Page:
Our guest blogger this week is Jerry Campbell who is currently the Director of “Dollars and Sense,” a fundraising consultancy firm providing professional guidance to churches. Jerry recently retired as Vice President for Advancement at the Church Divinity School of the Pacific. He now lives in Carlsbad, California, where his wife, the Rev. Laura Sheridan-Campbell is the Vicar of Holy Cross Episcopal Church. He is also a musician (Bachelor of Arts in Music from Arizona State University), and an amateur juggler!
Despite 17 years as an ordained pastor in the United Methodist Church, I was in my mid-40’s before I started using the Book of Common Prayer with any regularity. I was not impressed. It seemed stiff, formal and old-fashioned to me. But then it was old – 1979! Surely the church would be producing a more modern version soon. I found it mildly comical that the two versions of the liturgy were characterized as Contemporary (Rite II) and Traditional (Rite I), while my sense was that they were actually Traditional (Rite II) and Antiquated (Rite I).
Seventeen years of using the Prayer Book has helped me develop a greater appreciation for its wisdom regarding liturgical structure, and there are portions that I can say I actually admire. One of those is the Daily Morning Prayer: Rite Two. It contains several elements that I often find lacking in Episcopal worship: elegance, simplicity and brevity. I do not wish to lead anyone into thinking that I’m a regular partaker of Daily Morning Prayer, but I have encountered it frequently enough to have a keen sense of how wonderful it would be to share in a community that started each day in this way.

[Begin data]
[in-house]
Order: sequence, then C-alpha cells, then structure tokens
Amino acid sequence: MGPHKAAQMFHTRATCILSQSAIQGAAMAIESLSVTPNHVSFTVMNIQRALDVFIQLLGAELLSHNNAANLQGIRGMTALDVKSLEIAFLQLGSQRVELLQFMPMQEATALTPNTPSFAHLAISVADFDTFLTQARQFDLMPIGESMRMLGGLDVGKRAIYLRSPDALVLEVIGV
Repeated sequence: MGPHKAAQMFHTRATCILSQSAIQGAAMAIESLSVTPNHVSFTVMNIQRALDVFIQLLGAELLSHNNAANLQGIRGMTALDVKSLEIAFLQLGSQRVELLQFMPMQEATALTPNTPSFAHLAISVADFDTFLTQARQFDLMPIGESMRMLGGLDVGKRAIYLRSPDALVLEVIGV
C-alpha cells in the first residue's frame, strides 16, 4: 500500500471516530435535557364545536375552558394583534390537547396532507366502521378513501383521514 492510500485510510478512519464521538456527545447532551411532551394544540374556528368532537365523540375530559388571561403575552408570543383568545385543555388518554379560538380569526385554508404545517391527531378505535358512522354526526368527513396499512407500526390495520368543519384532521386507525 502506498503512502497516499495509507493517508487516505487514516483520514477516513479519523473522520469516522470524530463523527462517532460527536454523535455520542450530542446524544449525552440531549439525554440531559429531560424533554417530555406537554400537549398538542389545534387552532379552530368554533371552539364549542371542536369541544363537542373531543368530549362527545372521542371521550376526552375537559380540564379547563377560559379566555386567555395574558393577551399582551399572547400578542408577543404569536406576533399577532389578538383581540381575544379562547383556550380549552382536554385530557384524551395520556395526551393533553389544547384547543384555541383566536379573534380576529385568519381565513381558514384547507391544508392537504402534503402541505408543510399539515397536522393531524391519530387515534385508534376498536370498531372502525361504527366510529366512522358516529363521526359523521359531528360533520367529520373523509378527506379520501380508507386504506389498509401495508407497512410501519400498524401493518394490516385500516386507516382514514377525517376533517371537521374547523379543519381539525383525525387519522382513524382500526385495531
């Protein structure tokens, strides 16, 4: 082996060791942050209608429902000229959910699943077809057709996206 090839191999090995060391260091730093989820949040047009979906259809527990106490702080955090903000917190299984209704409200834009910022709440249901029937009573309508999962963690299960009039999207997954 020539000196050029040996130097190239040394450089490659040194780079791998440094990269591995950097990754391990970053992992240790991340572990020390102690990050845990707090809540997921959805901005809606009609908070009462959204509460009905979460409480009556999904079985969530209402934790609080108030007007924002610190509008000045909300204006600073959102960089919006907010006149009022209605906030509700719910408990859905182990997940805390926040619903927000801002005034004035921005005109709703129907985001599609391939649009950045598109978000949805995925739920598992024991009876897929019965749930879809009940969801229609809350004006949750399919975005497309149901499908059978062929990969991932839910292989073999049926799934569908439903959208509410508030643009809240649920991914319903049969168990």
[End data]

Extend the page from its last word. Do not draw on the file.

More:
Daily Morning Prayer does not require any clergy (that alone is enough to commend it!), and a regular practice of Morning Prayer will steep the participants in communal prayer and scripture (with a wonderful emphasis on the Psalter and Canticles) without dragging them to the communion rail every single time. And much to my delight it is devoid of the pomp and ceremony (robes, incense, candles, linen, etc.) that clutter typical Sunday morning worship in the Episcopal Church.
I sometimes feel that I came to the Episcopal Church too late! I’ve learned over the last seventeen years that there was a time when Morning Prayer was the dominant liturgical form in the church. I guess, in my own way, I long for “the good old days.”
It seems to me that the real genius of the Prayer Book is in the way that it gives structure and form to worship without limiting the ways in which creativity and inspiration can imbue the static liturgy with meaning and relevance. While worshipping at Trinity Cathedral in Port au Prince, Haiti, last September, it was a great pleasure to find “meaning” in the shape of the liturgy even though the service itself was conducted entirely in languages I do not understand (French and Creole).
About five years ago I actually bought a Prayer Book of my own, and having it makes me feel more like a “real” Episcopalian, though I doubt that its pages will ever be as worn as the pages of the Bible it lies next to.